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December 10, 2020

3 Strategies for Deep Virtual Learning

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Instructional Strategies
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Learning is learning, whether it occurs in a classroom, at a library, or within a virtual environment. But regardless of the venue, learning can vary from superficial to substantive. Many teachers are looking for ways to make online and hybrid learning more substantive and less superficial. The following three practical strategies and associated tools—adapted from Teaching for Deeper Learning (McTighe & Silver, 2020)—promote deep learning in virtual and hybrid settings as well as in traditional classrooms.

What Is Deep Learning?

Deep learning occurs when students come to understand important ideas and processes and are able to transfer that learning. Our conception aligns with that of the National Research Council: "While other types of learning may allow an individual to recall facts, concepts, or procedures, deeper learning allows the individual to transfer what was learned to solve new problems" (2012).
While information can be transmitted by telling, understanding must be "earned" by the learner. We can directly teach facts and procedures, but learners must construct an understanding of more abstract and transferrable ideas in their minds through deliberate mental processing of new information. Indeed, the phrases "coming to understand" and "making sense of…" suggest that deep learning occurs over time and requires the active mental manipulation of content via "higher-order" thinking. We refer to this active construction of meaning by students as meaning making—best done by focusing content on fewer, bigger ideas to avoid superficial "coverage" and by engaging students in the active process necessary for understanding and transfer.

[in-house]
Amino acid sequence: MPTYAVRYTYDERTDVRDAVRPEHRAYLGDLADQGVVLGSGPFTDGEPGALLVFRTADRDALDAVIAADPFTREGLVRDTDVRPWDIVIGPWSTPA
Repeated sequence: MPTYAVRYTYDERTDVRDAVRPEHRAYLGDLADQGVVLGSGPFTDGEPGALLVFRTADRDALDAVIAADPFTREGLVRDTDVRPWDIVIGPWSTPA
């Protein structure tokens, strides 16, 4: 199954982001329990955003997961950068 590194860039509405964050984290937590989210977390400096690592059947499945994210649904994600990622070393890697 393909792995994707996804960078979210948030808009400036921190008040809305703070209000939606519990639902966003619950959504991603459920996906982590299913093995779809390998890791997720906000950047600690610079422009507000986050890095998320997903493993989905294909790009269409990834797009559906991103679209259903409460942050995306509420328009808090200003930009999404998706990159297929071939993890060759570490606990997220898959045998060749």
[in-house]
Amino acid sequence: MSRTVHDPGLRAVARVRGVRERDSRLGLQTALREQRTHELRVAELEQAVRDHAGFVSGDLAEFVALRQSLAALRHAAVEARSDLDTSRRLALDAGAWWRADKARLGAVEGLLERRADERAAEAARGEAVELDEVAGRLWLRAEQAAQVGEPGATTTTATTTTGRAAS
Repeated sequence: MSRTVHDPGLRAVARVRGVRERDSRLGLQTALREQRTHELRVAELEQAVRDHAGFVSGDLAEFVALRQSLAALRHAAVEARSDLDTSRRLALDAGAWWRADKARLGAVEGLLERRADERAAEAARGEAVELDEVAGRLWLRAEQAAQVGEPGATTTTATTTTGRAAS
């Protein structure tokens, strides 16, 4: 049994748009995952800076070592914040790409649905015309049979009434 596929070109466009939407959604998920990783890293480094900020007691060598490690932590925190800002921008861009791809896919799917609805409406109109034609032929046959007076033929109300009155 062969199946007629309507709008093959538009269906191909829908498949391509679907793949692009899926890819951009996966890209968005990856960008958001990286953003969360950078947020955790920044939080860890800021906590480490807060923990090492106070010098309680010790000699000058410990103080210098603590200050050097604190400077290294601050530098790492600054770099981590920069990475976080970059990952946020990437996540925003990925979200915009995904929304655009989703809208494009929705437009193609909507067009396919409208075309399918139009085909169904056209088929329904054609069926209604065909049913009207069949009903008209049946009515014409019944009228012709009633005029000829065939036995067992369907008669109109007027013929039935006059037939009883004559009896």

Strategy One: Begin Units with a "Pile of Words"

When students actively "construct" meaning of abstract and transferable processes, they are forming concepts and principles derived from specific examples. A powerful strategy for engaging students in this kind of meaning making is Inductive Learning, which is based on the pioneering work of Hilda Taba (Taba, Durkin, Fraenkel, & McNaughton, 1971). Here, in a nutshell, is how such learning works:
1. Students are presented with a list of terms related to a reading, lesson, or unit they are about to begin. For example, young students who are about to learn about the Ancient Egyptians might be presented this word pile:

3 Strategies for Promoting Deep Learning Virtually - table

scalpelGeb (earth god)surgery
starsKushta (medicine plant)worship
planetspatientshigh priests
templespalacesdoctors
Nut (sky god)The SphinxThe Giza Pyramids
constellationsmoonRa (sun god)
Figure 1. Grouped and Labeled Terms
2. Students review the terms, look up the ones they are unfamiliar with, and then group terms together based on common characteristics. Here's how one student team grouped and labeled the above terms:
3. Students use their groups to make predictions about the learning to come. For example, students might make predictions like these: "There were Egyptian doctors who used tools and plants to help sick people" and "The Egyptians believed in many gods."
4. Students test and refine their predictions as they learn more. For example, during the Ancient Egypt unit, students collect evidence as they progress through the unit, looking for any information that confirms or challenges their predictions. This evidence-gathering requirement turns the lesson into searches for information and keeps the learning active, thus helping to address the engagement challenge of online learning.
We can use inductive learning in versatile ways to help students activate their prior knowledge, construct an initial conception of the content to come, develop their classification skills, make predictions, and test and refine their predictions in light of new learning. Here are a few tips for using it in your classroom or online learning environment:
  • Model the process. Work with students to group and label everyday items (things in a sporting goods store, types of food) to help them understand the process.